Every picture tells a story. That may be true. But when it comes to diagnostic imaging, one picture tells one aspect of the story. Radiologists and radiology departments need enterprise imaging to get the entire story. And only by getting the whole story can they create more value for clinicians, patients, and payers.
As radiologists attend educational sessions and keynote speeches and walk the massive exhibit halls at RSNA 2017, they will be hearing a lot about enterprise imaging. The concept is simple, but putting it together and making it work is a little more complex, albeit worth the effort.
Enterprise imaging connects radiologists to a patient care team
An enterprise imaging system is a unified health IT system that connects imaging to all major health IT systems across an entire health care operation or delivery system. That means that the imaging systems radiologists are using to access, interpret, store, and share diagnostic images are connected to other IT systems, including but not limited to:
- Clinical data systems like EHR, surgical, laboratory, and telemedicine systems
- Clinical operations systems like order entry, coding, and billing systems
Enterprise imaging facilitates a bidirectional connection with these systems to offer more information for the radiologists and increases the value of imaging within these other systems.
Just as important, enterprise imaging enables studies from other departments to be managed leveraging this connected system. No longer are images from Cardiology, Oncology, Orthopedics, Dermatology, etc., managed and viewed in isolation. Instead the care team is assured easy access to the full imaging story for each patient.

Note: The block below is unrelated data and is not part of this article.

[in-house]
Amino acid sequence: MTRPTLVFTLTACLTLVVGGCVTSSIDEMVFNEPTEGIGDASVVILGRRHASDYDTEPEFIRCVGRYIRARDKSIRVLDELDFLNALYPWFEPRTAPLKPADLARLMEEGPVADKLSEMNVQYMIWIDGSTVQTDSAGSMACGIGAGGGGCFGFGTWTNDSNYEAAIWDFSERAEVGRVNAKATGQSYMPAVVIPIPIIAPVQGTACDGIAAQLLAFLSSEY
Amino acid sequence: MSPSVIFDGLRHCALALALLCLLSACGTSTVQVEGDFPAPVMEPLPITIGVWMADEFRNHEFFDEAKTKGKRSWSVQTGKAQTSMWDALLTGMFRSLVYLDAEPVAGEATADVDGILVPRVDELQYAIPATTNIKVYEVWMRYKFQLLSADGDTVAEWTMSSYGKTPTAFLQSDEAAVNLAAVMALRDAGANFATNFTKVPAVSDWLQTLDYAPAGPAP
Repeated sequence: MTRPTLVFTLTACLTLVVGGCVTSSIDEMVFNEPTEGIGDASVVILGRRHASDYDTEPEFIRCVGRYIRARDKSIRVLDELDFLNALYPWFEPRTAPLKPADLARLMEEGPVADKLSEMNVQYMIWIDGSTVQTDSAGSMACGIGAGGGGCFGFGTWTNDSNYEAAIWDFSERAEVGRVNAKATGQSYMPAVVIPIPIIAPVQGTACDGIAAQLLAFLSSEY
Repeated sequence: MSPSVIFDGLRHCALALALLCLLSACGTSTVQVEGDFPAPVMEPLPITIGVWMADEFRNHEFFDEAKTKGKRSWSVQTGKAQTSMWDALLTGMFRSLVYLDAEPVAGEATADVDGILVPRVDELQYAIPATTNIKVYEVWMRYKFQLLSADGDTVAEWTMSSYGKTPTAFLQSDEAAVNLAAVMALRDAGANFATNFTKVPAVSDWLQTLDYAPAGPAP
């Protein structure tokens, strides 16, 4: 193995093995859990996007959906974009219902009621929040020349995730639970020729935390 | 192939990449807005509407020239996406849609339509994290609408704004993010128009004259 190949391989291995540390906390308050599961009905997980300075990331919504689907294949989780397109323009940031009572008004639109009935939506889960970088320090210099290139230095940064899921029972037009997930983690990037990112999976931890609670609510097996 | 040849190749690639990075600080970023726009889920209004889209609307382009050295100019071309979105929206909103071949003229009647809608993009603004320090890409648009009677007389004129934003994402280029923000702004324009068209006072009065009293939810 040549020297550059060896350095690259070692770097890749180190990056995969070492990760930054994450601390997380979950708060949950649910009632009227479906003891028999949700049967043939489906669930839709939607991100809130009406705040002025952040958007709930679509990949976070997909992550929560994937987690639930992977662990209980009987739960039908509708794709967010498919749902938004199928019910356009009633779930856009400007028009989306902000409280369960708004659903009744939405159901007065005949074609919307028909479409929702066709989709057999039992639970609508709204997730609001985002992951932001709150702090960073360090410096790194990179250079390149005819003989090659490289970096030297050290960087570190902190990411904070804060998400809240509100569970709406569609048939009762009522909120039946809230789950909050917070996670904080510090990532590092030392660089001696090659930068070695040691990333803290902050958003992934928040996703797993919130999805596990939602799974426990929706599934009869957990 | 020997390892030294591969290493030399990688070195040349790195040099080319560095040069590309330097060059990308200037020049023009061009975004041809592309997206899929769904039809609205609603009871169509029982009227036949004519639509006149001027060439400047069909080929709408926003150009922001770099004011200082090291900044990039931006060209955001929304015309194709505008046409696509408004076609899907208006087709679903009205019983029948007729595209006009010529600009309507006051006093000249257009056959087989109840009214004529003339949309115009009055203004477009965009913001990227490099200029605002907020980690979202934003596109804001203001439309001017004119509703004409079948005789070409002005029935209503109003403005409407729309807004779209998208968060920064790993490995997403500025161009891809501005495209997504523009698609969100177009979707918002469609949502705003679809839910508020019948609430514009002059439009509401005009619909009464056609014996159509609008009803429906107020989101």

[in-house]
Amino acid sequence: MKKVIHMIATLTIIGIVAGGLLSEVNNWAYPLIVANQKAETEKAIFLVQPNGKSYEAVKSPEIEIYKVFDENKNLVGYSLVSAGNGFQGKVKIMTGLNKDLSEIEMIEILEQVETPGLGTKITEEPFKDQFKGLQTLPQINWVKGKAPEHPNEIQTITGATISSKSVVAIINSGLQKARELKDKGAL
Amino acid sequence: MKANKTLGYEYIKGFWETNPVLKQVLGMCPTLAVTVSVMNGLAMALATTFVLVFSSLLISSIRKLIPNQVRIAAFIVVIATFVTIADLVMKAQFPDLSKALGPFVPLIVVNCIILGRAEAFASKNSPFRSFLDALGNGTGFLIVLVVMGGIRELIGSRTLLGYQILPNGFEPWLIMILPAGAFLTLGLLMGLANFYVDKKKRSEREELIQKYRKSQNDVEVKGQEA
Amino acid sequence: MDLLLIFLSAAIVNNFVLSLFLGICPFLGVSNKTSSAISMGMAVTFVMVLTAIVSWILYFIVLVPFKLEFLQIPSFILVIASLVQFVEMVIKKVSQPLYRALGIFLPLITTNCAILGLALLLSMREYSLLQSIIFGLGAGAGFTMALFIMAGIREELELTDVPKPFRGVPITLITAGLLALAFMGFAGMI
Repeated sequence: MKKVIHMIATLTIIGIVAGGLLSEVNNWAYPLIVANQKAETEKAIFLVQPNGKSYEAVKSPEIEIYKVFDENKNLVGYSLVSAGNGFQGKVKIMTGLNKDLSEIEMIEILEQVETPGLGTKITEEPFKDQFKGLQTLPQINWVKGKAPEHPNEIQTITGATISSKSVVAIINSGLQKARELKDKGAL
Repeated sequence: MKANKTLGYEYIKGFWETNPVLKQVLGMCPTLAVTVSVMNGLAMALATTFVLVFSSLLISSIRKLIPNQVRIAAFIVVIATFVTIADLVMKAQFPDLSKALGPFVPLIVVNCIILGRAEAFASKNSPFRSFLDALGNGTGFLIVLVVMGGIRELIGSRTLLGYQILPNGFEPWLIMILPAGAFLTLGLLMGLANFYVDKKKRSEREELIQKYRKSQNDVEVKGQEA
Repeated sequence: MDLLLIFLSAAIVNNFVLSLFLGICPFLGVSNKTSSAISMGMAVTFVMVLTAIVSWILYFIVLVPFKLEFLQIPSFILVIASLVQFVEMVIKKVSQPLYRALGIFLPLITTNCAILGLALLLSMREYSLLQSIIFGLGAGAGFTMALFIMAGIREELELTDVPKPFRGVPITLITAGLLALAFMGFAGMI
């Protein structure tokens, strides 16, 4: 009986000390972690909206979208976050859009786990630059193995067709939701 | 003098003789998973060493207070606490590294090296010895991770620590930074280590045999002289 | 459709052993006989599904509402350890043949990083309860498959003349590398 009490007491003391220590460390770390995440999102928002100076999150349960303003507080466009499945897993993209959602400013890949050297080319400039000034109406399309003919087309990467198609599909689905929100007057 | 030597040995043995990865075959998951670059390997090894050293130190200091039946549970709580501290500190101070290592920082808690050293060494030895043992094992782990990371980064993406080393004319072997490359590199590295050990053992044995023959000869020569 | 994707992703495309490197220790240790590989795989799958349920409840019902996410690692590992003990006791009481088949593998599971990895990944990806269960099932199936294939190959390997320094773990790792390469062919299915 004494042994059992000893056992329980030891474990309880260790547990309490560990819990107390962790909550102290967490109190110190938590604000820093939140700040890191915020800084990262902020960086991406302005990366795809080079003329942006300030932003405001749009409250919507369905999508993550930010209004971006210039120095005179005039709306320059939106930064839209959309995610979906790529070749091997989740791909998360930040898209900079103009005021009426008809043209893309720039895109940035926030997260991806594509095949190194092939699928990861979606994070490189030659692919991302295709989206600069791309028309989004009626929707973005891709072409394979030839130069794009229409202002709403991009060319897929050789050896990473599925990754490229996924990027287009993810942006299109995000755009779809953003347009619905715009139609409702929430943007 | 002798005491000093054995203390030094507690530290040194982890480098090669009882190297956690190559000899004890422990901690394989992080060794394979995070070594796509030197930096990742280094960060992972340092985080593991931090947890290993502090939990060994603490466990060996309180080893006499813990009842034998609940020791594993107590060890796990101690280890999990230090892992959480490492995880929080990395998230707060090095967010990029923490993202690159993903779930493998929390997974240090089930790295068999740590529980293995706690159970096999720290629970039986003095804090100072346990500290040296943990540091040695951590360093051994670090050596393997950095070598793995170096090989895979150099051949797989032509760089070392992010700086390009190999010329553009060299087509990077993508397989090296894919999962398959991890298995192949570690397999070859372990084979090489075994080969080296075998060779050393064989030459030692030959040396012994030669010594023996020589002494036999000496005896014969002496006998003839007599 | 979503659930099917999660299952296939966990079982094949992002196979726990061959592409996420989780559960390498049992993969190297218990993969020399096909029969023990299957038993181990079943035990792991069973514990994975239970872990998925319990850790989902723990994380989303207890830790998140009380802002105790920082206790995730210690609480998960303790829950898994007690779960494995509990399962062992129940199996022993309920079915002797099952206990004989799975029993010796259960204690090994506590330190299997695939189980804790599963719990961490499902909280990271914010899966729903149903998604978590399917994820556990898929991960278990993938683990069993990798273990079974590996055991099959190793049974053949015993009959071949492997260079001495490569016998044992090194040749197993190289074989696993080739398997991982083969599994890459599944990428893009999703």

Holistic view of the patient drives clinical and business benefits
When radiologists have access to the patient information from all those other systems, it can transform their work. They’re no longer just receiving orders and providing interpretations blind of the patient’s condition and repeating that cycle in isolation throughout their day. Instead, they’re getting a holistic view of the patient to guide their diagnostic work.
For example, by having easy access to the EHR data, they’ll know the details of the patient’s condition, prognosis, and ultimately why the imaging study was ordered. By being connected to other departments, they’ll know what other tests have been done or ordered. They’ll know who on the care team needs the results and why. They’ll know what other treatments or medications have been provided and may need to be provided.